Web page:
TORONTO — As the COVID-19 pandemic keeps many Canadians working from home, one expert is warning about the long-term effects of working remotely including burnout and stress.
While some employees may be happy to continue working from the comfort of their homes, University of Guelph professor Nita Chhinzer cautioned that there are downsides to working in the same space one lives in.
“When you start to work from home for a long period of time you run some risks, those risks include getting overlooked for promotions and development opportunities, sometimes feeling a lack of meaningfulness from our work, which leads to emotional exhaustion and sometimes burnout,” Chhinzer said Tuesday during an interview with CTV News Channel.
Chhinzer, who works in the Guelph’s Department of Management, said workplace burnout can happen at home as many employees face additional stress and uncertainty from the pandemic including financial strains, fear of job loss, health issues or having to take care of children and older family members.
“We may have situations where there are a lack of awareness regarding our development opportunities. And of course, there’s the all encompassing gender issue where we know women are kind of taking on a little bit more of that responsibility for homework and childcare, and that seems to be almost a double shift which highlights some of the gender inequities,” Chhinzer explained.
Chhinzer said one of the main differences between working remotely or in an office is communication.
And it’s not necessarily about what’s said, “simply because so much of our communication is nonverbal, and with our move to the online platform, a lot of that communication is lost,” Chhinzer explained.
With most communication now happening virtually, Chhinzer said messages can be misinterpreted without the nonverbal clues such as gestures, facial expressions, tone of voice, eye contact and body language that typically accompany them.
Additionally, Chhinzer said working remotely has created concern for management who worry about the mental and physical health of their employees.
“A lot of the conversations I’ve been having with the HR executives that I chat with is, really, they’re concerned about how they’re supposed to evaluate performance of their workers, they’re concerned about whether the workers are doing well [and] whether they’re identifying where they’re not doing well…” Chhinzer said.
A lack of work-life balance is a major contributor to workplace burnout, according to Chhinzer. She said working from home can make it even harder to achieve that balance.
“For the employees, one of the things they need to do is find ways to advocate for themselves and to carve out their work time. So that means setting up a regular schedule for work time, announcing that to your family, and indicating that during this time you’re off limits, there’s to be no distractions,” Chhinzer said.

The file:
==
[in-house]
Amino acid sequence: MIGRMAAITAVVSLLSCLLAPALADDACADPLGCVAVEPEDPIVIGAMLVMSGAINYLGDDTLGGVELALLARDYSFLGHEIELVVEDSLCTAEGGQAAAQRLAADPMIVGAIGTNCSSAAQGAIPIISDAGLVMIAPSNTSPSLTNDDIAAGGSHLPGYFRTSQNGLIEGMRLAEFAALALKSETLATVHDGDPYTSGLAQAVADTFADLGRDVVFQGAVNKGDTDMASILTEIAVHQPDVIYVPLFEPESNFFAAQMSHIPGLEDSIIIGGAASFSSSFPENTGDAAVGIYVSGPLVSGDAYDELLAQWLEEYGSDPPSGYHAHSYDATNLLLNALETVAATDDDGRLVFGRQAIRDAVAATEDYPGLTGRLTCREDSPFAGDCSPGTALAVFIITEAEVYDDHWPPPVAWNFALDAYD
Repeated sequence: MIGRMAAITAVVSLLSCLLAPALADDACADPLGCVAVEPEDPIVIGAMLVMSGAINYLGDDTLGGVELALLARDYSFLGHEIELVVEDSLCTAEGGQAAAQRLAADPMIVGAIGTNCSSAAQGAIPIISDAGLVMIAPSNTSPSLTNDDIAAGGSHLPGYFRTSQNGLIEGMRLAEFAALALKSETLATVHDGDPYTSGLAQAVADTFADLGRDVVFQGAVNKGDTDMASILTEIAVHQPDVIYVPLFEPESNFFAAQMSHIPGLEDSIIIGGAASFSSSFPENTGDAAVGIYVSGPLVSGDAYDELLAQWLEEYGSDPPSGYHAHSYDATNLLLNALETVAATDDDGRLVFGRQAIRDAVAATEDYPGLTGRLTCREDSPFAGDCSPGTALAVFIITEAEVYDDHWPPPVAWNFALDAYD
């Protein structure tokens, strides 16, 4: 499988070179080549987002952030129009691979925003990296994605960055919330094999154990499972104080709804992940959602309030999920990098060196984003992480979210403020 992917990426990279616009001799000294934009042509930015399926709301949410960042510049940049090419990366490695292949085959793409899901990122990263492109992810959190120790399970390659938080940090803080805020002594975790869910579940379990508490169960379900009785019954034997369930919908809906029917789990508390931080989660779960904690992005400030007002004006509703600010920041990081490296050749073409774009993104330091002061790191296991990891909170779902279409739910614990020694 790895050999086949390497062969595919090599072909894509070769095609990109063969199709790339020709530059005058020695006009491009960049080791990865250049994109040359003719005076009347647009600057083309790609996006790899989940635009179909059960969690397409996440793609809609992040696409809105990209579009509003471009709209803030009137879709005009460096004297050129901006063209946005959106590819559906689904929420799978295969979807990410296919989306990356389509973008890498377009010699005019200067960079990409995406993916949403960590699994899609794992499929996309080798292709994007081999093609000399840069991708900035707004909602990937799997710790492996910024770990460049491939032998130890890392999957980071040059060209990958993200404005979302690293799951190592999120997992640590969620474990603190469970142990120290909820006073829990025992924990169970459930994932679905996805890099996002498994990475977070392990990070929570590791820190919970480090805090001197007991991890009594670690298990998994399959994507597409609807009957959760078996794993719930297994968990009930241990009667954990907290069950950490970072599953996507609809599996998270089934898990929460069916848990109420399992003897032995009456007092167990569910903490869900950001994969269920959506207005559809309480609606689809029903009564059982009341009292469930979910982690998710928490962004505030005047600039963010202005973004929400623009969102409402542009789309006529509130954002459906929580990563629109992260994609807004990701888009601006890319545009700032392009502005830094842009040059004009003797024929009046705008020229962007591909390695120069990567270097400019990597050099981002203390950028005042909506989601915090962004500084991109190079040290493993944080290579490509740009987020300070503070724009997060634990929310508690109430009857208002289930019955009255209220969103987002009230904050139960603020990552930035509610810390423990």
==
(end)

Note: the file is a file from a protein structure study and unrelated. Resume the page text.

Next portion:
She added that establishing a work routine at home is key, too.
“Treat work like if it was something we’d physically go into. So get up in the morning and have your breakfast, get ready and get into that mental state of mind when it comes to your work.”
Chhinzer said employees can start to feel isolated while working remotely because they no longer have that sense of meaningfulness that going into an office previously gave them.
“There’s so many of us who derive so much meaning from the work that we’re doing, and understanding how that fits within the bigger picture of the organization, within the bigger picture of our team,” Chhinzer said.
When that team aspect is missing, Chhinzer said employees can feel secluded.
“We feel isolated from our team, we feel isolated from our work and we no longer drive that meaning. That is the largest trigger for things like work dissatisfaction, intention to leave, and it also reduces our productivity because we’re not just motivated as much as we used to be when we’d go into the office,” Chhinzer said.
Chhinzer acknowledged that it may be difficult to separate one’s work and home life when they are happening in the same space, however she said scheduling social time with colleagues can help.
“Part of that advocacy also means making sure that you’re finding meaning in your work so set up regular scheduled programs with your colleagues in social and non social settings,” Chhinzer said.
For example, Chhinzer and some of her colleagues play board games together online after work hours.
“It’s a small way we stay connected,” she said.
While scheduling social time and establishing a work environment during certain hours can help employees manage their stress, Chhinzer said the employer also has a role to play.
“Employers need to be much more proactive about managing the work from home experience, and that includes eliminating stigma associated with people asking for help because they’re working from home and they’re stuck with something,” she said.
Chhinzer explained that employers should offer employees opportunities for webinars to learn how to better use remote resources. She said they should also reach out to their workers in “informal ways” to check in on their well-being.
“Whether that means assigning an informal mentor, whether that means extending the agenda for a meeting to say ‘Let’s check in informally’ to bring back that feeling of meaningfulness of work,” Chhinzer said.
“[Because] these are very real risks for a lot of work-from-home employees in the long term.”
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